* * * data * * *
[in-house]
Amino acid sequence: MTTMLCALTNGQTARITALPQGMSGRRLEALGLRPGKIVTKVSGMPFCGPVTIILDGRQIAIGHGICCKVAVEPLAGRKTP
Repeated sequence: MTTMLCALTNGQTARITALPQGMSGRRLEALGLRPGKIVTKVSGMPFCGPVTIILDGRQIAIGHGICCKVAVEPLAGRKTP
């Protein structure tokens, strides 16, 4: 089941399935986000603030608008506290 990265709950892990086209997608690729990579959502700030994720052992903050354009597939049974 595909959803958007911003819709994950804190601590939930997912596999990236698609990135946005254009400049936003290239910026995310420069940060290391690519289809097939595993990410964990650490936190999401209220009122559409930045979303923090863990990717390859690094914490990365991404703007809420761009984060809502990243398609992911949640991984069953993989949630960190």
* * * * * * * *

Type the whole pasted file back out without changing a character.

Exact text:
[in-house]
Amino acid sequence: MTTMLCALTNGQTARITALPQGMSGRRLEALGLRPGKIVTKVSGMPFCGPVTIILDGRQIAIGHGICCKVAVEPLAGRKTP
Repeated sequence: MTTMLCALTNGQTARITALPQGMSGRRLEALGLRPGKIVTKVSGMPFCGPVTIILDGRQIAIGHGICCKVAVEPLAGRKTP
């Protein structure tokens, strides 16, 4: 089941399935986000603030608008506290 990265709950892990086209997608690729990579959502700030994720052992903050354009597939049974 595909959803958007911003819709994950804190601590939930997912596999990236698609990135946005254009400049936003290239910026995310420069940060290391690519289809097939595993990410964990650490936190999401209220009122559409930045979303923090863990990717390859690094914490990365991404703007809420761009984060809502990243398609992911949640991984069953993989949630960190």